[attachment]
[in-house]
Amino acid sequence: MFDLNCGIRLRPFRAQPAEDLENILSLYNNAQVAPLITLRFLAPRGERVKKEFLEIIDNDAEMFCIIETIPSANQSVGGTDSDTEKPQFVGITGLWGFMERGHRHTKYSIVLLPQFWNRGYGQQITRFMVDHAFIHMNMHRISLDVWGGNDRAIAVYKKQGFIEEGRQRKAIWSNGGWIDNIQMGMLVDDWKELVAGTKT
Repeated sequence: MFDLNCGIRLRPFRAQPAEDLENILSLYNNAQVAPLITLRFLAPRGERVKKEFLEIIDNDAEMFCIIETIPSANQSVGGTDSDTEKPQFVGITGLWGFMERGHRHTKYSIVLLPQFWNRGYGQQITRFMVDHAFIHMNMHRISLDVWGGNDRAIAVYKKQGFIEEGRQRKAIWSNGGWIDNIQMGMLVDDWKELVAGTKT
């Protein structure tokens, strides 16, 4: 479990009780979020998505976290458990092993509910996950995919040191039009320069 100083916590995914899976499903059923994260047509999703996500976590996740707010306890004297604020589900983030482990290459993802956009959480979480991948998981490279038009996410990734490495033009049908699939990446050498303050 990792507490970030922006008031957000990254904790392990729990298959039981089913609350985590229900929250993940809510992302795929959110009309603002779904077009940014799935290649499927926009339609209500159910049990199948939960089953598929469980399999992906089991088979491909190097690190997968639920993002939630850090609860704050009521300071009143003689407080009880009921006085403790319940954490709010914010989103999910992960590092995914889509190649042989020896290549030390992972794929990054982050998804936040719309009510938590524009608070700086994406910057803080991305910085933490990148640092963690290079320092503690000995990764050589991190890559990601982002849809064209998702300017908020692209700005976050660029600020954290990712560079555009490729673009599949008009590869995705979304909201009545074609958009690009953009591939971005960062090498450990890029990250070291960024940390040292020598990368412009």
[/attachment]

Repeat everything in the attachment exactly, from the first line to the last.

[in-house]
Amino acid sequence: MFDLNCGIRLRPFRAQPAEDLENILSLYNNAQVAPLITLRFLAPRGERVKKEFLEIIDNDAEMFCIIETIPSANQSVGGTDSDTEKPQFVGITGLWGFMERGHRHTKYSIVLLPQFWNRGYGQQITRFMVDHAFIHMNMHRISLDVWGGNDRAIAVYKKQGFIEEGRQRKAIWSNGGWIDNIQMGMLVDDWKELVAGTKT
Repeated sequence: MFDLNCGIRLRPFRAQPAEDLENILSLYNNAQVAPLITLRFLAPRGERVKKEFLEIIDNDAEMFCIIETIPSANQSVGGTDSDTEKPQFVGITGLWGFMERGHRHTKYSIVLLPQFWNRGYGQQITRFMVDHAFIHMNMHRISLDVWGGNDRAIAVYKKQGFIEEGRQRKAIWSNGGWIDNIQMGMLVDDWKELVAGTKT
């Protein structure tokens, strides 16, 4: 479990009780979020998505976290458990092993509910996950995919040191039009320069 100083916590995914899976499903059923994260047509999703996500976590996740707010306890004297604020589900983030482990290459993802956009959480979480991948998981490279038009996410990734490495033009049908699939990446050498303050 990792507490970030922006008031957000990254904790392990729990298959039981089913609350985590229900929250993940809510992302795929959110009309603002779904077009940014799935290649499927926009339609209500159910049990199948939960089953598929469980399999992906089991088979491909190097690190997968639920993002939630850090609860704050009521300071009143003689407080009880009921006085403790319940954490709010914010989103999910992960590092995914889509190649042989020896290549030390992972794929990054982050998804936040719309009510938590524009608070700086994406910057803080991305910085933490990148640092963690290079320092503690000995990764050589991190890559990601982002849809064209998702300017908020692209700005976050660029600020954290990712560079555009490729673009599949008009590869995705979304909201009545074609958009690009953009591939971005960062090498450990890029990250070291960024940390040292020598990368412009």